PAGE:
Price Per Item – Cost Per Item Price Per Item =GPMT

When adding up costs, don’t forget to take every cost involved in the creation, distribution and marketing of your product, including:

• Materials
• Labor
• Assembly, including machine costs
• Storage
• Shipping
• Marketing
• Taxes
• Overheads
• Returns
• Any other cost you carry

Once you have calculated your GPMT at a particular price point, you can model the price at a number of different points to measure the impact on your predicted revenue. To keep prices down while making a profit, offer bundles: items from your inventory that complement each other and are sold as one unit at a set price. Price the bundle so that the consumer is making a saving on each individual item, but is incentivized to buy more items overall, raising your average order value. To make up your bundles, look for items that customers regularly purchase together.

Similarly, consider upselling to your customers. Upsells are separate complimentary items that consumers may be likely to buy if prompted when they place an item in their basket or reach the checkout. For example, if you sell tableware, you can upsell by showing customers a selection of cutlery sets when they select crockery to buy.

8. Don’t neglect customer service

In the rush of the holiday season, it’s tempting to put customer service on the back burner, to get back to when you have more time to properly answer their concerns. Again, to maximize sales, do the opposite. With so many new customers visiting your store, probably for the first time, you want to make a great first impression. Take the time to answer any questions they have to lock in their sales, even if it means taking on seasonal staff to help field questions and queries.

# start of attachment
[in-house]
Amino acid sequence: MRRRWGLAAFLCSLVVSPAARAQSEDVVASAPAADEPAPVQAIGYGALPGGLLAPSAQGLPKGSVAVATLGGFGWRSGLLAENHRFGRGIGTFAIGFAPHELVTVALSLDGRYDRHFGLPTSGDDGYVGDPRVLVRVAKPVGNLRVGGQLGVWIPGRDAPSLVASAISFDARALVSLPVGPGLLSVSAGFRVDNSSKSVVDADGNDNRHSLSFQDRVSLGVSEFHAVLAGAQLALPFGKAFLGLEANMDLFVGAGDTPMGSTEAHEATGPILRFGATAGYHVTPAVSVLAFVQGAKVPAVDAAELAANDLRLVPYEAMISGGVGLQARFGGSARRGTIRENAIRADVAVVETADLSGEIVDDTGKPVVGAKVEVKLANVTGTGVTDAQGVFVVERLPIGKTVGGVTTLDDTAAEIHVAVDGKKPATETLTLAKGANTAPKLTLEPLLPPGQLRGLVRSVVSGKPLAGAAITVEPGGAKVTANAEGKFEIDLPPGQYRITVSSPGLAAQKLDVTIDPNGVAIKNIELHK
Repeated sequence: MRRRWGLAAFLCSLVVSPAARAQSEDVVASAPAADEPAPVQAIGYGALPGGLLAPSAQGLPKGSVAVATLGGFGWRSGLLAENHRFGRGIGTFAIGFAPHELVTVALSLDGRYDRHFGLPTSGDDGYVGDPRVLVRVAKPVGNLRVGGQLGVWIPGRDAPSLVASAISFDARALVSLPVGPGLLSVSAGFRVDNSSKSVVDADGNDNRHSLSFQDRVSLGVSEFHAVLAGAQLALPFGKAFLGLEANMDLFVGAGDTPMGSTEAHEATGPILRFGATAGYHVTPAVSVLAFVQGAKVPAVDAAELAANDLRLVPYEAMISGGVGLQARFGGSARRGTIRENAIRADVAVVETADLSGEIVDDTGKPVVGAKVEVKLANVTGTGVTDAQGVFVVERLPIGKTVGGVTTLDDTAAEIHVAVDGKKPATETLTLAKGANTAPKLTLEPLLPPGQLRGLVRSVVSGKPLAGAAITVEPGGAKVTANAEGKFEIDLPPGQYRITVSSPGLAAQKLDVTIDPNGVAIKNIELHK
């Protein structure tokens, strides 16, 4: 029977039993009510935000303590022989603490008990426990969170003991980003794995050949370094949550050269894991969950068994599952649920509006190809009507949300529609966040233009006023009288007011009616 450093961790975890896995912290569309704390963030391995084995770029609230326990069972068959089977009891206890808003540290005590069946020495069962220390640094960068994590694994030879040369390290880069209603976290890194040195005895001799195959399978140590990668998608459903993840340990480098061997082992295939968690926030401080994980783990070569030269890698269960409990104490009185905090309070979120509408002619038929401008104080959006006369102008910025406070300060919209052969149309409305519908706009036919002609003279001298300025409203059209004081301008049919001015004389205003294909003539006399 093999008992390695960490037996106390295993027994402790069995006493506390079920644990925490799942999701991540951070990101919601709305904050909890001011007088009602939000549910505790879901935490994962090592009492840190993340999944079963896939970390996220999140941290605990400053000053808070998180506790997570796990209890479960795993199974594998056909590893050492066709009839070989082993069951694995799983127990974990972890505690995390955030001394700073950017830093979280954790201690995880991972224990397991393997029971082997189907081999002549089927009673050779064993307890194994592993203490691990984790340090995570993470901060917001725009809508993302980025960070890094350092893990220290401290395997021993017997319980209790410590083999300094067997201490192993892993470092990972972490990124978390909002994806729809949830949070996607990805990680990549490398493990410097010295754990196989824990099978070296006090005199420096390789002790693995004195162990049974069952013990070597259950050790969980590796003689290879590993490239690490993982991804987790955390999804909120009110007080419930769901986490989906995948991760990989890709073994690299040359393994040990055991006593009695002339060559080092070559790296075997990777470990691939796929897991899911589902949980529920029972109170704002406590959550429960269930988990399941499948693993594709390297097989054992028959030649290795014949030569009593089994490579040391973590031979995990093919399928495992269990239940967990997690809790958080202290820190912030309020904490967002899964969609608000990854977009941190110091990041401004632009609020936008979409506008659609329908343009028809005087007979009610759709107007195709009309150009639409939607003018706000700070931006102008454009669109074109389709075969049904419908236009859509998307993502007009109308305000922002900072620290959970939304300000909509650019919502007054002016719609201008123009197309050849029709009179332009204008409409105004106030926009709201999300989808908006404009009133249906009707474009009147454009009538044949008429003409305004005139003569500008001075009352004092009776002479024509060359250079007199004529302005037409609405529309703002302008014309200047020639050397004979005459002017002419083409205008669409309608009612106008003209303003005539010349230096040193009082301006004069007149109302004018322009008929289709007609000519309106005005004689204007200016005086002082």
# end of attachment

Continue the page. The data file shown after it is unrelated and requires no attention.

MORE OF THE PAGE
9. Do as much as possible in advance, and get help for everything else

Running an eCommerce store can feel like juggling plates, as you find new leads, warm those leads up, make the sale, ship the products and follow up with great customer service all at once. That cycle intensifies over Black Friday and Cyber Monday, and won’t calm down till after the New Year. This may leave you frantically spinning to keep up. But it doesn’t have to. Certain elements, such as your marketing, can be planned and scheduled well in advance, allowing you to leave it running seamlessly in the background while you get on with everything else. You may also want to take on some seasonal help with fulfilling orders to make sure everything gets to the customer promptly and in outstanding condition.

10. Don’t forget to have fun

You launched your eCommerce store because you had a passion for your product. Enjoy the experience of sharing it with customers, new and old. And don’t forget that this is your holiday season too – why not take a quick break on Black Friday or Cyber Monday to look for something to treat yourself to? If you want to sleep easy this season, make sure your store is protected. By getting eCommerce insurance, you can guarantee that you will be protected from all kinds of nasty surprises that this season may bring. Remember, more sales means higher exposure. Don’t sell without insurance this season!